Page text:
Rid­ing for aware­ness

Port Douglas & Mossman Gazette - - FRONT PAGE -

BELINDA Ritchie is near­ing the end of an epic jour­ney, rid­ing her three horses along the Bi­cen­ten­nial Trail in or­der to raise funds and aware­ness for the Na­tional Stroke Foun­da­tion.

A lawyer, Ms Ritchie de­cided that when a job con­tract in Bris­bane came to an end last year it pro­vided the ideal op­por­tu­nity to take to the Trail.

Ms Ritchie’s ride be­gan in Healesville in Vic­to­ria and is sched­uled to end on Sun­day when she rides into Cooktown, with her trusted and much loved horses Clincher, Trump and Rube.

It’s a jour­ney that be­gan in Novem­ber last year, tak­ing over 11 months and cov­er­ing an epic 5330 kilo­me­tres.

In the early stages of Ms Ritchie’s prepa­ra­tions for the ride her fa­ther suf­fered a stroke.

While he has re­cov­ered from the stroke, Ms Ritchie de­cided to use the ride to raise pub­lic aware­ness as well as raise funds for the Na­tional Stroke Foun­da­tion.

Speak­ing at an overnight stop with the Rum­ney fam­ily near the Mow­bray River, she said the ride has been a jour­ney of dis­cov­ery.

‘‘When I started the ride I re­ally didn’t know what to ex­pect,’’ Ms Ritchie said.

‘‘I’ve al­ways loved his­tory, and have al­ways been aware of the Bi­cen­ten­nial Trail, but it’s sur­passed my ex­pec­ta­tions.

‘‘The whole ride has been a high­light, but I guess the Kosciuszko Na­tional Park, Ox­ley Wild River and Kroom­bit Tops Na­tional Parks were out­stand­ing in their beauty, and spot­ting two croc­o­diles swim­ming in the Mow­bray River near Port Dou­glas was great.’’

She’s faced rid­ing in tor­ren­tial rain, hav­ing to wait for flooded rivers to drop, trav­el­ling over rugged ter­rain and suf­fer­ing through the heat and drought of Queens­land.

Ms Ritchie has mostly camped out at the end of a day’s ride, look­ing for a suit­able site with­wa­ter and graz­ing for the horses.

Along the way though she has also en­joyed the hos­pi­tal­ity of lo­cals.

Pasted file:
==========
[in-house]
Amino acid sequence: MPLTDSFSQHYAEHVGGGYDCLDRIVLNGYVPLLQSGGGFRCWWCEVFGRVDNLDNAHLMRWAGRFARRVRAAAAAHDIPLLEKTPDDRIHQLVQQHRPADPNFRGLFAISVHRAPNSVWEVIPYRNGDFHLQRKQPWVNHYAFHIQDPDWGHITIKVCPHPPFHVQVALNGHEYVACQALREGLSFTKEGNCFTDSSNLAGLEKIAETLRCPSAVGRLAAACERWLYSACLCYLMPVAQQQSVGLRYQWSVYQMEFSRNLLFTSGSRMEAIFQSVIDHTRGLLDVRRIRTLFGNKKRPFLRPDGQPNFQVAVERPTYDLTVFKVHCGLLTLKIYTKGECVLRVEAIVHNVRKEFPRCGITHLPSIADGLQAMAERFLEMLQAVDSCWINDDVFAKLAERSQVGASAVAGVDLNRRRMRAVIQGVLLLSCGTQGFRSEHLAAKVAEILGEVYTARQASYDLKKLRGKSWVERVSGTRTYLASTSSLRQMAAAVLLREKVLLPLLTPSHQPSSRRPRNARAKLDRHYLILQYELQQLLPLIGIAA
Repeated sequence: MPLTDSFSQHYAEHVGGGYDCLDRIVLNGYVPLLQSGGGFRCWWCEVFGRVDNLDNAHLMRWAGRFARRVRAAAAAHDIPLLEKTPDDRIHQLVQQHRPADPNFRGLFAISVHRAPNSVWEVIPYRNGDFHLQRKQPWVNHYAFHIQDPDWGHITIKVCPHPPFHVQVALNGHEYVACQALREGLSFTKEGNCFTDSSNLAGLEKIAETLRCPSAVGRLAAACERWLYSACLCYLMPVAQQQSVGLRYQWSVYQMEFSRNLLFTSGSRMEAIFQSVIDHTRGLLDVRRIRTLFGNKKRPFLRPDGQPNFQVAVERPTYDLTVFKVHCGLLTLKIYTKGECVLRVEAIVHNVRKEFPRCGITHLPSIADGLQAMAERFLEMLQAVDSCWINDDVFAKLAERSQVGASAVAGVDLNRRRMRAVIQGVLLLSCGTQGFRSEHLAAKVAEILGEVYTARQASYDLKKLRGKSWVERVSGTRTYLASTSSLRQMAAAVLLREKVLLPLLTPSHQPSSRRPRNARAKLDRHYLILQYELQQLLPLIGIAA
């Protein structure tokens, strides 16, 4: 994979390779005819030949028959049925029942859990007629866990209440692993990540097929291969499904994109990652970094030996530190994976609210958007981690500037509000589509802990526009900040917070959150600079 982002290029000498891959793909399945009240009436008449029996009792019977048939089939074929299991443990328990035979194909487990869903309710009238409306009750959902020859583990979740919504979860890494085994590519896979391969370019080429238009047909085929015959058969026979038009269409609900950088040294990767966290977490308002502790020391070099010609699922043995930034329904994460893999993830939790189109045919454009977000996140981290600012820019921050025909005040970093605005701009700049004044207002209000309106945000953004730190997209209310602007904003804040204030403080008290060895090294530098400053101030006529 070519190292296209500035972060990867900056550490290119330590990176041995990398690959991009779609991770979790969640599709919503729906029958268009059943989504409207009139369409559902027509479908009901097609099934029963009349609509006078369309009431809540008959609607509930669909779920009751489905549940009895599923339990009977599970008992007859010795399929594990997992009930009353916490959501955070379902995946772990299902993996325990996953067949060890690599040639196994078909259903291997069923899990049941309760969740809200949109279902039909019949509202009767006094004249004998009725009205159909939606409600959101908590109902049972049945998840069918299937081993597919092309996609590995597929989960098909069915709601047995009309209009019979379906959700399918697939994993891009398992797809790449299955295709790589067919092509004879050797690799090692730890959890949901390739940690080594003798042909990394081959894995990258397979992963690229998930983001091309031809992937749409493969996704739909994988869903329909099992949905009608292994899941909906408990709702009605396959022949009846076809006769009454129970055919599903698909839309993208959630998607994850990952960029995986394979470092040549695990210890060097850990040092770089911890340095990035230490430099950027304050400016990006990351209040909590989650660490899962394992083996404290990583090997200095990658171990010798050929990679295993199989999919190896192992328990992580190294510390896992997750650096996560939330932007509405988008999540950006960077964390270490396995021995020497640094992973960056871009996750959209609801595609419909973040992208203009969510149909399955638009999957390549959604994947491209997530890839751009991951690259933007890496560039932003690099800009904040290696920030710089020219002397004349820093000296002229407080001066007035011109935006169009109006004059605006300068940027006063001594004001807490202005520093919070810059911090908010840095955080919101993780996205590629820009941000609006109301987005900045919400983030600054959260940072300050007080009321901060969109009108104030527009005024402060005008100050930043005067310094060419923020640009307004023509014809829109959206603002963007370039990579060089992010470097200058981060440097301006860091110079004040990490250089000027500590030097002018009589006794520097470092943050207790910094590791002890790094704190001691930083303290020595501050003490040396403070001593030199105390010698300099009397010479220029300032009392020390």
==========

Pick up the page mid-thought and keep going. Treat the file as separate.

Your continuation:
‘‘I’ve been con­stantly amazed by the kind­ness of peo­ple along the Trail, whether it’s been the of­fer of a bed for the night, or a bale of hay for the horses when we’ve reached drought ar­eas,’’ she said.

‘‘There was also the road worker who handed over his lunch box con­tain­ing meat and salad, say­ing not to worry he had plenty more.’’

Ms Ritchie said she’s also de­vel­oped a close bond with her horses, or ‘‘my boys’’ as she re­ferred to them.

‘‘One of the as­pects of the trip that is amaz­ing is just how close a bond you de­velop with the horses.’’

Clincher, Trump and Rube are un­shod and have han­dled the marathon jour­ney with­out any prob­lems.

‘‘My big­gest wor­ries have been those nights when the boys have had no feed, and I strug­gled to sleep know­ing they were hun­gry,’’ she said.

While look­ing for­ward to the end of the jour­ney in Cooktown, af­ter so long on the Trail Ms Ritchie isn’t too sure how she will set­tle back into life as a lawyer in Bris­bane.

As for her boys they’ll en­joy some well earned R&R on a friend’s prop­erty in Stan­thorpe.

To learn more about the tri­als, tribu­la­tions and tri­umphs of this out­stand­ing young woman’s jour­ney, Ms Ritchie has a Face­book page ‘‘Tails from the Trail’, or to make a dona­tion to the Na­tional Stroke Foun­da­tion, go to her fundrais­ing page at http://doit4stroke.com.au/ tails­from­thetrail

Pic­ture: ROD KIL­NER

BEL AND HER BOYS: Belinda Ritchie and her three horses Clincher, Trump and Rube

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